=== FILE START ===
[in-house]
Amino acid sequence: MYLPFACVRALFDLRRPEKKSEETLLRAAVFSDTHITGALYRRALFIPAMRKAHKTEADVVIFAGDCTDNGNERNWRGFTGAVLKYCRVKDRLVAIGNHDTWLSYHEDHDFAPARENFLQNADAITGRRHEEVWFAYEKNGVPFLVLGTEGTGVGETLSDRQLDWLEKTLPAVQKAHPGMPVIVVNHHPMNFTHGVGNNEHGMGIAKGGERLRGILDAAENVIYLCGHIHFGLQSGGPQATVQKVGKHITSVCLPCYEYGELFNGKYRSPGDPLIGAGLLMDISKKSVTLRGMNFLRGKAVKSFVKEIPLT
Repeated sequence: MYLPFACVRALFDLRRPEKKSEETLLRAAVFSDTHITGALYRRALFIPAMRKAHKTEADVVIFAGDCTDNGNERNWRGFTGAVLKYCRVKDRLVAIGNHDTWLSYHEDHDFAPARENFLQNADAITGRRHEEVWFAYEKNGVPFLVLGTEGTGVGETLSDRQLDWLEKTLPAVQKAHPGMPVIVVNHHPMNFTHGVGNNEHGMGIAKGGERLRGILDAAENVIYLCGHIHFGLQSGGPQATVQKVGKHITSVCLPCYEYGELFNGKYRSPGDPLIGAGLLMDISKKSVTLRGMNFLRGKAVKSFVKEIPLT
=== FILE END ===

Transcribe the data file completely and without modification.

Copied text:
[in-house]
Amino acid sequence: MYLPFACVRALFDLRRPEKKSEETLLRAAVFSDTHITGALYRRALFIPAMRKAHKTEADVVIFAGDCTDNGNERNWRGFTGAVLKYCRVKDRLVAIGNHDTWLSYHEDHDFAPARENFLQNADAITGRRHEEVWFAYEKNGVPFLVLGTEGTGVGETLSDRQLDWLEKTLPAVQKAHPGMPVIVVNHHPMNFTHGVGNNEHGMGIAKGGERLRGILDAAENVIYLCGHIHFGLQSGGPQATVQKVGKHITSVCLPCYEYGELFNGKYRSPGDPLIGAGLLMDISKKSVTLRGMNFLRGKAVKSFVKEIPLT
Repeated sequence: MYLPFACVRALFDLRRPEKKSEETLLRAAVFSDTHITGALYRRALFIPAMRKAHKTEADVVIFAGDCTDNGNERNWRGFTGAVLKYCRVKDRLVAIGNHDTWLSYHEDHDFAPARENFLQNADAITGRRHEEVWFAYEKNGVPFLVLGTEGTGVGETLSDRQLDWLEKTLPAVQKAHPGMPVIVVNHHPMNFTHGVGNNEHGMGIAKGGERLRGILDAAENVIYLCGHIHFGLQSGGPQATVQKVGKHITSVCLPCYEYGELFNGKYRSPGDPLIGAGLLMDISKKSVTLRGMNFLRGKAVKSFVKEIPLT